Why cultural spaces are key for supporting teachers and boosting educational outcomes

Posted by iChild, October 09, 2023 6:26 PM

By Jenny Waldman, Director of Art Fund, the national charity for art

Visitors at The Box  Plymouth  August 2021. © Janie Airey Art Fund 2021.

Visits to museums and galleries can help spark creativity and inspire people of all ages.

At Art Fund we believe all young people should have the opportunity to build their cultural confidence, develop their creative capacity and reach their full potential. Yet our recent research revealed real disparity in pupils’ access to museums across the country. Only 52% of less privileged* pupils have visited a museum in the past year, compared to 70% of those growing up with more advantage.

For teachers, cultural spaces can fuel a sense of wonder and curiosity that encourage them to find new ways to engage pupils in their own classroom practice.  In a pilot scheme with 1,000 teachers, thanks to the generous support of the Clore Duffield Foundation, 85% reported finding the benefits of museum visiting useful to their teaching practice, in turn improving educational outcomes for pupils.

Teachers play an integral role in a child’s life and with the right support, can help enable increased access to these cultural experiences. We know teachers are facing unprecedented challenges and pressures, at the moment.  Evidence shows that museums and galleries can offer important spaces to help teachers recharge their minds, find a moment of connection and inspiration. That’s why we want to better connect teachers with museums and galleries – it is good for their own wellbeing, generates creativity in the classroom and can help lead to more equality in museum and gallery access for pupils from all backgrounds.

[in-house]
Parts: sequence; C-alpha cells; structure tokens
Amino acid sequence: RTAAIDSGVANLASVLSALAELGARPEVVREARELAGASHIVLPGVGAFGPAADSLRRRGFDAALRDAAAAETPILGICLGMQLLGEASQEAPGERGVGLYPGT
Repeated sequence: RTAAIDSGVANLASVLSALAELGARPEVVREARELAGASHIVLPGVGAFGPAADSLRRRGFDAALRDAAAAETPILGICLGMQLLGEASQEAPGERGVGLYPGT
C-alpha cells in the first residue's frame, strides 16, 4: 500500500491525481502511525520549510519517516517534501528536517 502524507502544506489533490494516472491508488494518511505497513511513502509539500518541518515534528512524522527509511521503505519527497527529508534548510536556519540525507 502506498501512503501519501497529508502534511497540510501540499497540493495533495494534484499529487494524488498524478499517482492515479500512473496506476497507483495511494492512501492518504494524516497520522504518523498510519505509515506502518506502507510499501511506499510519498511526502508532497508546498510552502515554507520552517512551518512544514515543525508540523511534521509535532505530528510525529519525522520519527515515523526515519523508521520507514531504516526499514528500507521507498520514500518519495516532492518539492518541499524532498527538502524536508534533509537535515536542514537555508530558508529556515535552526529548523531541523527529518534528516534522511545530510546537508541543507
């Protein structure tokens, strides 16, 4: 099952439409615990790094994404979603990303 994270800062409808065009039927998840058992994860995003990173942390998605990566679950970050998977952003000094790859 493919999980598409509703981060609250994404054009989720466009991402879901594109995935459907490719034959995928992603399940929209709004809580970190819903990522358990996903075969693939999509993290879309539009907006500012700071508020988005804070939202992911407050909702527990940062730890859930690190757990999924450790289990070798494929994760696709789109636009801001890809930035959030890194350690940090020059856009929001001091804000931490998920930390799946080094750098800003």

Visiting cultural spaces offers a boost for all subject areas across the curriculum.  Adam Creen is Head of Maths at a secondary school in Surrey and is one teacher already benefitting from the Teacher Art Pass. Adam commented; “As a maths teacher, museums and galleries may not sound like the first point of call when seeking creative input for lesson planning. However, I’ve found, admiring art created using mathematical patterns such as Fibonacci, or discovering historical figures that have used the art of maths to create some of the world’s most ground-breaking inventions really beneficial. These works of art and objects help bring to life how maths is used in the real world helping to engage pupils in the value of mathematical skills.”

From just £25 a year, a Teacher Art Pass gives primary and secondary school teachers across all subjects in the UK the opportunity to explore the cultural spaces the UK has to offer for free or at a reduced price. Helping to bring innovation to the next generation. Find out more by visiting our website here.

By Jenny Waldman, Director of Art Fund, the national charity for art

*Please note socio economic status of those surveyed was broken down by ABC1 and C2DE


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